Insuring a written-off car
If there are two things that seem to cause more confusion among car buyers and owners than anything else, it’s how car insurance works along with how and why insurance companies write off cars. So when you combine the two, head scratching galore is guaranteed.
First off, a quick refresher. To drive legally on public roads your car must be insured, and to make sure your cover isn’t cancelled in the event of a claim, you must not tell any porkies when taking out the policy. Lie during that conversation, or deliberately fail to disclose anything that might affect your policy, and your insurer could refuse to pay out in the event of a claim.
When it comes to write-offs, things are quite complicated. Earlier this year we spilled the beans in a blog on the various categories of write-off, which also explained why cars are written off so readily by insurance companies.
There’s a crucial thing to bear in mind when an insurance company works out how much it’ll cost to fix a car after it’s been crashed – it will insist on doing everything by the book with no corners being cut. New parts will be used, the work will be done by a professional bodyshop and when the car is finished it’ll come with a warranty.
With hourly rates so high, and new car parts being expensive, it doesn’t take long for the charges to rack up. So it’s no wonder cars can be written off after a relatively low-speed shunt, especially if they’re getting on a bit, so they’re not worth very much.
Insuring a car that’s been written off
When you insure a car, you’re asking your insurer to take quite a big risk. If you get it wrong behind the wheel you’re asking them to pay out potentially a huge sum of money, in return for just a small amount of cash from you (your insurance premium).
Understandably, your insurer will want to minimise the risk you pose – that’s why insurance companies don’t like to cover people with a poor driving record. But it’s not just drink drivers, serial speeders or those who regularly make contact with the scenery that give insurers the jitters. They can also get nervous when it comes to cars that have been modified or crashed.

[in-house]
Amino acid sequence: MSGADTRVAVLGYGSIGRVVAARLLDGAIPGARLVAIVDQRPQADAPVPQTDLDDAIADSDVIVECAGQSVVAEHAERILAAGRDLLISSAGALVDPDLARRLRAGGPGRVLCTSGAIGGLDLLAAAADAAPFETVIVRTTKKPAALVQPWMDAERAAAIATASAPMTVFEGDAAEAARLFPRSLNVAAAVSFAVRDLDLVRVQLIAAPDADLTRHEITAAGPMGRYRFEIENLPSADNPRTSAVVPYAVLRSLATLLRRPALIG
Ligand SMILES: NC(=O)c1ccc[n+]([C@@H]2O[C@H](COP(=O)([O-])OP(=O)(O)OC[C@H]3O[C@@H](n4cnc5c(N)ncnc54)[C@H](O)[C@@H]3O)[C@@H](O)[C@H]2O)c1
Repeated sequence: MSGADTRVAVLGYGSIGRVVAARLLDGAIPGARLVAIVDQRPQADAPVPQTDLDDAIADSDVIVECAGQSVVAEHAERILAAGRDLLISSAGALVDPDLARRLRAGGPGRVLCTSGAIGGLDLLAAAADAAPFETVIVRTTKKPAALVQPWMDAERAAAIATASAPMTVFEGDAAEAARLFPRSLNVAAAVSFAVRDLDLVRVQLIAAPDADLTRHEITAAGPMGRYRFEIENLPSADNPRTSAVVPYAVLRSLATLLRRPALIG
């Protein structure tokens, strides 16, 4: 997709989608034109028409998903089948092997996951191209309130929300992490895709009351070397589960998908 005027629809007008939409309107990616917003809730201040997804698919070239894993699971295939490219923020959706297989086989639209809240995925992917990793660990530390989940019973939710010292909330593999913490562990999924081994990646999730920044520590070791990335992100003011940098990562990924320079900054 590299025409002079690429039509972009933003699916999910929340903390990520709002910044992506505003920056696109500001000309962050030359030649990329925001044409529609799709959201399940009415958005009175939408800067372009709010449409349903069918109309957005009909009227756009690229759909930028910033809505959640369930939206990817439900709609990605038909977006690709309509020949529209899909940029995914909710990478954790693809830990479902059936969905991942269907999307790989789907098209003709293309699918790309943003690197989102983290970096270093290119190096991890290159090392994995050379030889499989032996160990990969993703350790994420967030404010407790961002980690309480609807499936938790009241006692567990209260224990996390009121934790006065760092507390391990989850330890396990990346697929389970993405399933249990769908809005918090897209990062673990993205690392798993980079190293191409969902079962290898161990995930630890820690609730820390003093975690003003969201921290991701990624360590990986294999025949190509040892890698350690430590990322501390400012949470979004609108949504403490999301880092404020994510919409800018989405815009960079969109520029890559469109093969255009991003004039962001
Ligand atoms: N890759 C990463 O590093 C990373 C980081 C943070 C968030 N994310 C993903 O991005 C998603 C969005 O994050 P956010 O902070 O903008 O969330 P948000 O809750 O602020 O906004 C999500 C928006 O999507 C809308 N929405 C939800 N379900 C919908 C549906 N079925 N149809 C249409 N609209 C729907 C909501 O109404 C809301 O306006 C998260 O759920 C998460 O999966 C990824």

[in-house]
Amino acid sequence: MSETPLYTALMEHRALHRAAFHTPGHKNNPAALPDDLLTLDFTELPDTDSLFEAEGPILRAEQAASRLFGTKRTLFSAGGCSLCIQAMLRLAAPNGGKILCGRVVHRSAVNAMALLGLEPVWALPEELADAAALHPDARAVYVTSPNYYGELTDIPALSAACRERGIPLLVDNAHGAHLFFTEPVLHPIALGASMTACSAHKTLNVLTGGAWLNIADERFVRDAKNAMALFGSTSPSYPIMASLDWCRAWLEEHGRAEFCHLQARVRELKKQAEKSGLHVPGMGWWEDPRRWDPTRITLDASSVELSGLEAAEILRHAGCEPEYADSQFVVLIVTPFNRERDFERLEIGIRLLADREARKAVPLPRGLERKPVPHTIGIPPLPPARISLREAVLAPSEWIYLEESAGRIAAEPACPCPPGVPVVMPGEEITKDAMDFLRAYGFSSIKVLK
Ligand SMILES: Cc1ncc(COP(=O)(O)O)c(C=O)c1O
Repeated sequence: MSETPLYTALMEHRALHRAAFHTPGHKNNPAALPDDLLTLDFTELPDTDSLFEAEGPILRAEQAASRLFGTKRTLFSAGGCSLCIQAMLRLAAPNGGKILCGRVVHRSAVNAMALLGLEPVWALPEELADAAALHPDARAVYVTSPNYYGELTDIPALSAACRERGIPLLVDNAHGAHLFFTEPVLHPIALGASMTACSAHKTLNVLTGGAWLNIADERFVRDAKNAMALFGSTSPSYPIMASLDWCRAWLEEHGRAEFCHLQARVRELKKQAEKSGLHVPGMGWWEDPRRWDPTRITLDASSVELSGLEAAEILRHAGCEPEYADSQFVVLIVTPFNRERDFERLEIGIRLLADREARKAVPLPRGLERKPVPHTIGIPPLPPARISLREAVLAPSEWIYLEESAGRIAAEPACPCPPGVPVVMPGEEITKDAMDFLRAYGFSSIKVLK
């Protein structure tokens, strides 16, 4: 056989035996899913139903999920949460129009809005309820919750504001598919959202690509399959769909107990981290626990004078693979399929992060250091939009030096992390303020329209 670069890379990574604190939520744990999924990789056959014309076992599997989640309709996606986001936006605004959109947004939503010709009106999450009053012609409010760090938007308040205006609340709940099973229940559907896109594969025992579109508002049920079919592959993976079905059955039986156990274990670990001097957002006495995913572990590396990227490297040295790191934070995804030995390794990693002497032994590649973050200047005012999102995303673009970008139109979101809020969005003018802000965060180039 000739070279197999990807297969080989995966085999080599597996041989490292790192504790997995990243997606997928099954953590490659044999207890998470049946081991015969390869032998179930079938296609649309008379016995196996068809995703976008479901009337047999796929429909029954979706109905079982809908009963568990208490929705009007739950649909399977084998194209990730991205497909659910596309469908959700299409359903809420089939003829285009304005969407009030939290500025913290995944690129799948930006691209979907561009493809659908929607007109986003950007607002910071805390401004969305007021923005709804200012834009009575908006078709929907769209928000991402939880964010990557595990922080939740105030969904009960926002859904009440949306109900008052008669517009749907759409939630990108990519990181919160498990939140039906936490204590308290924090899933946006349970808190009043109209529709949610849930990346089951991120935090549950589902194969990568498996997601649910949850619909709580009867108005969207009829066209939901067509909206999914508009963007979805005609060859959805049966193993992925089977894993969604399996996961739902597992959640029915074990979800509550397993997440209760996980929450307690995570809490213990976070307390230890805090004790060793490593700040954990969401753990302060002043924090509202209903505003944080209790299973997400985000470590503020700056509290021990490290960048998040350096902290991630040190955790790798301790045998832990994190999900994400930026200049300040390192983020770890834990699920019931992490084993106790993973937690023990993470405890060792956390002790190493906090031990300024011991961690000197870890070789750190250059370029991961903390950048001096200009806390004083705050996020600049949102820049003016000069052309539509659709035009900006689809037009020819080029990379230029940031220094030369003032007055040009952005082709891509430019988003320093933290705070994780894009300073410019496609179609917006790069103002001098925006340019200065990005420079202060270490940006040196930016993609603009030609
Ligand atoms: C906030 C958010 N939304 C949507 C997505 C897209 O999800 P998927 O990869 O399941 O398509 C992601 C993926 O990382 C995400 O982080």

After all, if a car isn’t exactly as it was when it left the factory – in terms of condition or specification – how does your insurer know it’s safe? That’s the dilemma it faces when asked to cover a write-off; what are the guarantees that the car has been fixed properly?
Before answering this question, it’s worth revisiting the different categories of write-off. There are four of them (A, B, C and D), with the first two fit for scrap only and the second two able to be repaired and returned to the road – legally, if not necessarily on a financially viable basis. As a result, insurers will cover only category C or D write-offs.
Let’s take a 10-year old Ford Focus as an example. It’s worth £2,000 and a very light front-end shunt damages a wing, a headlight and the bonnet. Replacing these with new parts, fitted and painted, might cost £1,800 through a bodyshop – which is almost as much as the car is worth. But use second-hand parts from a scrapyard and do the work yourself, and the car could be back on the road for under £200, or just 10 per cent of the ‘official’ cost.
The car may have suffered only cosmetic damage to be written off and for a very small outlay it can be safely returned to the road. But not all cars are crashed lightly and if the damage is structural an insurance company can be taking a big risk covering it, if it isn’t repaired professionally.
To protect themselves against covering deathtraps, an insurer can insist on an engineer’s report before offering cover. By getting a vehicle independently scrutinised by an expert, an insurer knows if proper repairs have been carried out.
When analysing a car, an engineer will check the car’s structural condition, the mechanicals and the electrics too, to make sure they’re all functioning properly. However, not all insurers insist on an engineer’s report; some are content with a current MoT to prove that the car is roadworthy.
We asked DirectLine and LV how they deal with write-offs, and neither asks about a car’s crash repair history when cover is taken out; they don’t request an engineer’s report either. But in the event of a claim, both will make sure that its history wasn’t a factor in it being involved in a crash.
So if you’re worried that you could unwittingly buy a car that’s been written off, insure it then have your insurance cancelled for non-disclosure in the event of a claim, you’re unlikely to come unstuck. That’s because you probably won’t be asked about your car’s crash history, although some insurers will cross-check its registration against a database when you take out a policy, to see if it’s ever been written off. They’ll probably still cover it though, as long as it’s got an MoT.
However, in the event of you making a total loss claim for your car (because it’s stolen or crashed beyond economical repair) and it’s registered as having been written off previously, it could be argued that it’s worth less than an equivalent car that’s never been crashed. In which case you might receive a smaller payout to reflect its reduced value. After all, insurance companies pay a car’s market value, not its purchase price. So if it’s worth less than you think because it’s previously been written off, the payout will be reduced.
If you’re wondering how you can protect yourself against all this, the answer is simple. Just invest in an HPI Check before you buy any used car, so you know its history – it really is that simple.